This wasn’t the way any coach entrusted with a reigning champ wants to start. Under Frank de Boer, Atlanta United lost two of its first three matches, each defeat coming by two goals, and needed a 4-0 home victory over the eighth-place club in Costa Rica’s Primera Division to avoid falling out of the CONCACAF Champions League at the first hurdle.
If you’re keeping score (or charting air miles), here’s 10 days in the life of Atlanta United — Leg 2 of the CCL Round of 16 against Herediano of Costa Rica at Fifth Third Stadium in Kennesaw on Thursday, the MLS opener in Washington D.C. on a sodden Sunday, then a CCL quarterfinal Leg 1 in Mexico against Monterrey on Wednesday, then the MLS home opener against Cincinnati on Sunday. That, as mentioned previously, is the enhanced/exhausting regimen this ascendant franchise faces in Year 3, and everyone will have to grin and bear it.
Not apt to be smiling anytime soon is Frank de Boer. He’s working under what has been described as “a multi-year contract,” but nobody in this world knows better how short grace periods in soccer can be. He was fired in November 2016 by Inter Milan after 85 days and 11 games. He was fired 10 months later by Crystal Palace after 77 days and five matches.
This prompted Jose Mourinho, possessor of the world’s thinnest skin, to label de Boer “the worst manager in the history of the Premier League.” Full context: The then-out-of-work de Boer had told an interviewer that Mourinho was ruining the gifted young striker Marcus Rashford at Manchester United. Fuller context: Mourinho is now between coaching gigs and, under Ole Gunnar Solskjaer, Rashford seems conspicuously un-ruined; de Boer, meanwhile, is gainfully employed, at least for the moment.
That last bit was meant as a joke, sort of. MLS is nowhere near the European leagues in its hair-trigger intolerance. Things are so perilous in England that Sam Allardyce, known as Big Sam, has carved out a career as, of all things, an interim manager. His past three Premier League jobs have seen him take a club bound for relegation – every year, the bottom three EPL teams essentially get demoted to Triple-A — and avoid the drop. Then Big Sam is gone. (Indeed, it was he who preceded de Boer at Crystal Palace.)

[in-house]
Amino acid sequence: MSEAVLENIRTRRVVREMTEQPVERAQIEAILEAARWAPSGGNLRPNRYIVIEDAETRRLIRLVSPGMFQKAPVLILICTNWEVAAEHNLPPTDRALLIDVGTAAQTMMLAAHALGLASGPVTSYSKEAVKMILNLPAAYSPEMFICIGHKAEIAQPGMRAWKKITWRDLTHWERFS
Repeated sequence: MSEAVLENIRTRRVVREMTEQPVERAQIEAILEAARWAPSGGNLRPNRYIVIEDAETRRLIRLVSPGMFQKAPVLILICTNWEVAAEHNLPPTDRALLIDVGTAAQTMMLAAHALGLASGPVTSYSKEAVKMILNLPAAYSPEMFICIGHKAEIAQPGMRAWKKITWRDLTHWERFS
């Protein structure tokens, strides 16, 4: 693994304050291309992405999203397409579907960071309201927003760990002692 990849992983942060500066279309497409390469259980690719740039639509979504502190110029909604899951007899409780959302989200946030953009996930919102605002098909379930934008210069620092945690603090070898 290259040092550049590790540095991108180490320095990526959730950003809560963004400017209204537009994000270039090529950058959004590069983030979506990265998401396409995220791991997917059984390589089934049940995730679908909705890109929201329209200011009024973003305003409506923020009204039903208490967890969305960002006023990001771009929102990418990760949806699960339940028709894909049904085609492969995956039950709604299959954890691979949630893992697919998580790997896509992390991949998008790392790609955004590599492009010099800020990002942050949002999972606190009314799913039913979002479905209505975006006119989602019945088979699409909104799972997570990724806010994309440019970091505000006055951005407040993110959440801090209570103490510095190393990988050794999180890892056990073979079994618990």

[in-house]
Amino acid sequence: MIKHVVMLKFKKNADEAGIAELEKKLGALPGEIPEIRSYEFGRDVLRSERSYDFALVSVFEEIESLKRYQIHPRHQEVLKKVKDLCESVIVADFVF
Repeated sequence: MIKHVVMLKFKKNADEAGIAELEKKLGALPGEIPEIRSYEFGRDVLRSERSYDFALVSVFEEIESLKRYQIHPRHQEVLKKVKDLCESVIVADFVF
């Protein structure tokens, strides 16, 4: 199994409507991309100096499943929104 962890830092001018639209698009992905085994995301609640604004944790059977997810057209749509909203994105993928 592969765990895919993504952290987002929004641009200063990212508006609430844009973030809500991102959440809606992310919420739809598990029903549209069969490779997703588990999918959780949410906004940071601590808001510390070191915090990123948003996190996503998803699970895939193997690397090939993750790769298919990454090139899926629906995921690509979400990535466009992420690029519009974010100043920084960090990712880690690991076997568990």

That said, not every MLS club is Atlanta United, which went from start-up to MLS Cup in two dizzying seasons, breaking attendance records by the week. Before his team ever kicked a ball in anger, Arthur Blank made it clear he wasn’t bankrolling a garden-variety expansion crew. He expected immediate results, and he hired Tata Martino — who, having coached both Barcelona and Argentina, had filled two of the world’s most scrutinized positions – to implement the plan. Tata’s United made the playoffs in Year 1 and won the Cup in Year 2. Then Tata said ta-ta and is now coaching Mexico, the assignment that eats all coaches.
Enter de Boer, who has the pedigree. He played at Ajax and Barcelona and for the Netherlands; he won Eredivisie titles his first four seasons as Ajax’s manager. But there are really only three clubs capable of winning the Dutch league — PSV Eindhoven and Feyenoord being the other two – and by Ajax standards de Boer’s years in charge didn’t approach his playing years, when the Amsterdam club won the UEFA Champions League in 1995 and lost in a shootout to Juventus the next year. Nor did any de-Boer-managed team hit the UCL heights the latest Ajax edition did Tuesday, when it ousted threepeat champ Real Madrid in a watershed 4-1 thrashing.
Let’s be clear. There should be no rush to judge de Boer. The CONCACAF Champions League is always treacherous for MLS squads. Only three have made the final over the past decade; all three lost. Monterrey, by way of contrast, won the thing three years running. Some of this can be traced to timing. Atlanta United’s first competitive game of the year was against Herediano, which was eight games into the Primera Clausura, or half-season. Monterrey has already played nine games in Liga MX’s Clausura.
Given time to settle into the MLS campaign, de Boer should be fine. Still, following Martino was never going to be easy: Atlanta United could play 50 years without knowing any seasons sweeter than its first two. The tactical approach will be slightly different, and the loss of Miguel Almiron, now the toast of Newcastle upon Tyne, cannot be understated. And sometimes, in soccer as in life, you hit a patch of bad luck. On a dry night, Brad Guzan saves the shot that was D.C. United’s second goal.
Atlanta United, we say again, is not just another MLS club. It’s the champion. It spends big — Pity Martinez of Argentina’s River Plate was imported as Almiron’s presumptive replacement — and draws crowds that are bigger than big. Its new coach inherited an excellent roster and a terrible early schedule, but the latter part will eventually ease. That’s when de Boer, whose recent history isn’t of fast starts, needs to prove his worth. He wasn’t handed a Big Sam fixer-upper; he was entrusted with the jewel in MLS’ crown.
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